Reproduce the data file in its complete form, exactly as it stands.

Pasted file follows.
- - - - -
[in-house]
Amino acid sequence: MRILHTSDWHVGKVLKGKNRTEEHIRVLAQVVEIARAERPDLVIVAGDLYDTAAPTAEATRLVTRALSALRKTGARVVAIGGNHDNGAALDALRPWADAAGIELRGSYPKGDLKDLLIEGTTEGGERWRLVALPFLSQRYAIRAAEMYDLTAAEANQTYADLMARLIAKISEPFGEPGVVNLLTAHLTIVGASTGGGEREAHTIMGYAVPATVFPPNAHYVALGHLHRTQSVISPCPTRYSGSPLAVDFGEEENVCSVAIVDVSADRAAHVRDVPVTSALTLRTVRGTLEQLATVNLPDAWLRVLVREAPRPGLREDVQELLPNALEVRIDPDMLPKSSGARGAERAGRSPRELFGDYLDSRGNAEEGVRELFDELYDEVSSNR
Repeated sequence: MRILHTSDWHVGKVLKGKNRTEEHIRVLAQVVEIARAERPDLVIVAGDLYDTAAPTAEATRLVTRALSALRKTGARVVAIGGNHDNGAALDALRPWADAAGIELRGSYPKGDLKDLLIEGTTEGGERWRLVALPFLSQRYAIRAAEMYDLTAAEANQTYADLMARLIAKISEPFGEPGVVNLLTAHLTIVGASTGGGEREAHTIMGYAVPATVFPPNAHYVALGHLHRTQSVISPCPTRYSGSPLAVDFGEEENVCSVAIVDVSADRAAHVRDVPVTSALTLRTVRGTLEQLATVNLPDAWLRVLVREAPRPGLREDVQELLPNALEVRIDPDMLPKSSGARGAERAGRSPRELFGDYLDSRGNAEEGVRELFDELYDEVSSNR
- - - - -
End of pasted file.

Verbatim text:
[in-house]
Amino acid sequence: MRILHTSDWHVGKVLKGKNRTEEHIRVLAQVVEIARAERPDLVIVAGDLYDTAAPTAEATRLVTRALSALRKTGARVVAIGGNHDNGAALDALRPWADAAGIELRGSYPKGDLKDLLIEGTTEGGERWRLVALPFLSQRYAIRAAEMYDLTAAEANQTYADLMARLIAKISEPFGEPGVVNLLTAHLTIVGASTGGGEREAHTIMGYAVPATVFPPNAHYVALGHLHRTQSVISPCPTRYSGSPLAVDFGEEENVCSVAIVDVSADRAAHVRDVPVTSALTLRTVRGTLEQLATVNLPDAWLRVLVREAPRPGLREDVQELLPNALEVRIDPDMLPKSSGARGAERAGRSPRELFGDYLDSRGNAEEGVRELFDELYDEVSSNR
Repeated sequence: MRILHTSDWHVGKVLKGKNRTEEHIRVLAQVVEIARAERPDLVIVAGDLYDTAAPTAEATRLVTRALSALRKTGARVVAIGGNHDNGAALDALRPWADAAGIELRGSYPKGDLKDLLIEGTTEGGERWRLVALPFLSQRYAIRAAEMYDLTAAEANQTYADLMARLIAKISEPFGEPGVVNLLTAHLTIVGASTGGGEREAHTIMGYAVPATVFPPNAHYVALGHLHRTQSVISPCPTRYSGSPLAVDFGEEENVCSVAIVDVSADRAAHVRDVPVTSALTLRTVRGTLEQLATVNLPDAWLRVLVREAPRPGLREDVQELLPNALEVRIDPDMLPKSSGARGAERAGRSPRELFGDYLDSRGNAEEGVRELFDELYDEVSSNR